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Onions

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onions

Post  enok on Tue 03 Apr 2012, 10:30 pm

I planted onion setback in Feb.. Was told they would grouw well here in MS. So far all I've got is green stalks. Why won't the onions bulb? They were planted as directed, 1 inch deep as sets.

What could the problem be? I always had good luck in ME. but not here in MS..

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Re: Onions

Post  AvaDGardner on Tue 03 Apr 2012, 11:30 pm

I'm following.

And having the same problem. I put in a bulb onion starter plants, and now it looks like it's 4 plants per spot. No way there's enough room for a bulb to form.

I guess I'll have to uproot some to see what they've done.

Ava
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Re: Onions

Post  plantoid on Wed 04 Apr 2012, 6:10 am

Enok , when you plant onion sets the bulb furnishes the new plant with all its food ,the bulb infact shrinks away leaving a well formed baby onion plant growing .. what you have is normal & correct..

It takes several months for the new plants to grow into big bulb onions.

For example....

Here in the UK the sets I planted last winter in mid NOVEMBER have an estimated growth period of six months before they will end up weighing about 1 1/2 pounds each and have golden yellow skins .. then the tops will fall over to one side then go to dried tops , a few days later I'll lift them then lay them on some wire screens for a wekn or so to get a full ripening ready for storing them as hanging down plaited strings of onions.

Onion seed sown in mid February this year this year will produce similar sized onions in about seven months if the weather is good.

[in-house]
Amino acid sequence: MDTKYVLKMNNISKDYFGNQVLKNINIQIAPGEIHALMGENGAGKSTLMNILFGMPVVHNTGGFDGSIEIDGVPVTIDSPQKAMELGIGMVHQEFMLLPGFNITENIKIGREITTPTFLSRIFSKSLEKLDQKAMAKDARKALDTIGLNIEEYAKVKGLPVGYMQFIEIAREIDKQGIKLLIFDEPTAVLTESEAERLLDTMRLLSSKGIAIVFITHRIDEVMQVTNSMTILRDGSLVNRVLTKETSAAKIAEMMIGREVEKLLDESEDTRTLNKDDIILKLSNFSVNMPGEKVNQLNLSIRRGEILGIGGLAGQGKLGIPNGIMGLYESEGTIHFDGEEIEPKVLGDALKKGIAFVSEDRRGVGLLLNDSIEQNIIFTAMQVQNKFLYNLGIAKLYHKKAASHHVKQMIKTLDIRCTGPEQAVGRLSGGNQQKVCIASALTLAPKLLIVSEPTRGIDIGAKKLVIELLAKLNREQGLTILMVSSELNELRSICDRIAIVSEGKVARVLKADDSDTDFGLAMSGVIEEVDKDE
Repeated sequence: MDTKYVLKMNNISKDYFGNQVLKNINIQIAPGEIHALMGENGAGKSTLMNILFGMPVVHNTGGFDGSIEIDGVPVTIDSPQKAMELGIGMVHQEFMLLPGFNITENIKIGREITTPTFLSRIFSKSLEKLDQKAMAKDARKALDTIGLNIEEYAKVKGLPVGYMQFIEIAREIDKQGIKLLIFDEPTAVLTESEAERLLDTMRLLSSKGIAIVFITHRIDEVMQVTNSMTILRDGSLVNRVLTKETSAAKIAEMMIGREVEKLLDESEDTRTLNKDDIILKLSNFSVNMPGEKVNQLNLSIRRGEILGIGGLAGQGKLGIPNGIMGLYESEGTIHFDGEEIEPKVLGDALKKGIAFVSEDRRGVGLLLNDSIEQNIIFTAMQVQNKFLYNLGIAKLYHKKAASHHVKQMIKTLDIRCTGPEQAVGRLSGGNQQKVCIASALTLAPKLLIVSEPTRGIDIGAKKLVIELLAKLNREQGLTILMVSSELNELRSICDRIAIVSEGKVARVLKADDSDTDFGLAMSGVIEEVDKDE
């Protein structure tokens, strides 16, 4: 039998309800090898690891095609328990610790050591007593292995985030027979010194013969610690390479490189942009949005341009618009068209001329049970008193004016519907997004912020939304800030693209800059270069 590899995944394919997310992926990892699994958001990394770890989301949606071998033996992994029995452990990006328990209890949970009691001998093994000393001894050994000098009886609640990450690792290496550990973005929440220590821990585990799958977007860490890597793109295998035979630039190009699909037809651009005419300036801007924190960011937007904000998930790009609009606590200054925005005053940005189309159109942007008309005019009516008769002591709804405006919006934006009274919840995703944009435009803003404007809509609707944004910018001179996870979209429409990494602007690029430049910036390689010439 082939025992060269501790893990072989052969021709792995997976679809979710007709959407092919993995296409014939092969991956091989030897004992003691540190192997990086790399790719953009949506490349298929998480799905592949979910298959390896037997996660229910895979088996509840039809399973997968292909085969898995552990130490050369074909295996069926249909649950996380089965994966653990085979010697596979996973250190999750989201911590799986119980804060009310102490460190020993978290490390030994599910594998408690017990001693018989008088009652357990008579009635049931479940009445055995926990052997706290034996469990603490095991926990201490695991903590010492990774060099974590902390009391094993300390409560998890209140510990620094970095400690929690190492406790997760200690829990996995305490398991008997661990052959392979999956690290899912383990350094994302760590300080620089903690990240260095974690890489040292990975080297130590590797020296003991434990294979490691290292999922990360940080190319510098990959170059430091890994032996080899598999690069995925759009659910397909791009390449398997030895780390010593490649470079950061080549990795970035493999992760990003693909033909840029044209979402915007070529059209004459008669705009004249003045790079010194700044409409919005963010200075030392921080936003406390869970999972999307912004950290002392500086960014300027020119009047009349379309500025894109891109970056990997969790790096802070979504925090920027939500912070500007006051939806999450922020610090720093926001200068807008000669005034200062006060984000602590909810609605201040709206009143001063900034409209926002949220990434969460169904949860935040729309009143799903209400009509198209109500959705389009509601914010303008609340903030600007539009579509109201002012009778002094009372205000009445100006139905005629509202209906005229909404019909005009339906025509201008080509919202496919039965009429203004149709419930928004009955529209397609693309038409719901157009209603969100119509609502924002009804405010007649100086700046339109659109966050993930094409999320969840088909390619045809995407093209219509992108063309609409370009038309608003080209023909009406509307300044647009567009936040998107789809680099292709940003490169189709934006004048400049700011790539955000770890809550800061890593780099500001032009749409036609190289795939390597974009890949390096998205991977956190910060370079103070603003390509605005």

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Re: Onions

Post  camprn on Wed 04 Apr 2012, 6:24 am

Onions take a while and there are two types, short day and long day onions. The length of daylight hours is what triggers the bulb formation. Onions can take 3-4 months to reach maturity for harvest.
http://gardening.about.com/od/vegetables/a/Growing_Onions.htm

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Re: Onions

Post  plantoid on Wed 04 Apr 2012, 6:39 am

That's a nice and handy site Camp , it also translates well into what we have this side of the pond .

Though I didn't clock any heat treated sets that help prevent the onion from bolting ... most of the heat treated over wintering onions we have are refered to as japanes onions do you have such things on your side ?
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Onions

Post  Bud Alexis on Wed 09 May 2012, 10:23 am

I planted onions that grew huge and tall beautiful tops but the bulbs were almost non existant. What happened?
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Re: Onions

Post  jillintx on Wed 09 May 2012, 10:46 am

I have the same situation. The tops had fallen over and were dying back, so I thought that was the signal to harvest. But the onions are not very big - cherry to lime sized. They were planted mid January. Does anyone have any ideas on what went wrong or how to prevent this?
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Re: Onions

Post  Bud Alexis on Wed 09 May 2012, 11:28 am



You can see that the tops are at least over two feet. Also since the bulbs did not grow and since the plants are starting to make seeds, is it possible to cut up and use the whole thing for seasoning? Hate to waste any of it. I am going to pull all these and replant.


Last edited by Bud Alexis on Wed 09 May 2012, 11:31 am; edited 1 time in total (Reason for editing : Added pic, and comments)
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Re: Onions

Post  camprn on Wed 09 May 2012, 12:13 pm

Possibly the mix was rich in nitorgen.
Did you plant the biggest or the smallest onion sets you could find?
Did you use 5 types of compost when you made your Mel's Mix?
I usually add a little bit of bonemeal when I am growing root crop.

Or you can chalk it up to the weather. Wink

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N

Post  CharlesB on Wed 09 May 2012, 12:14 pm

Too much N not enough P.

Also cut the tops back to a few inches long before you plant the sets. The bulb forms bigger when having to push up new growth for the tops.
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Re: Onions

Post  Bud Alexis on Wed 09 May 2012, 1:07 pm

Still want to know if the whold thing can be cut for seasoning?
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Re: Onions

Post  jillintx on Wed 09 May 2012, 1:14 pm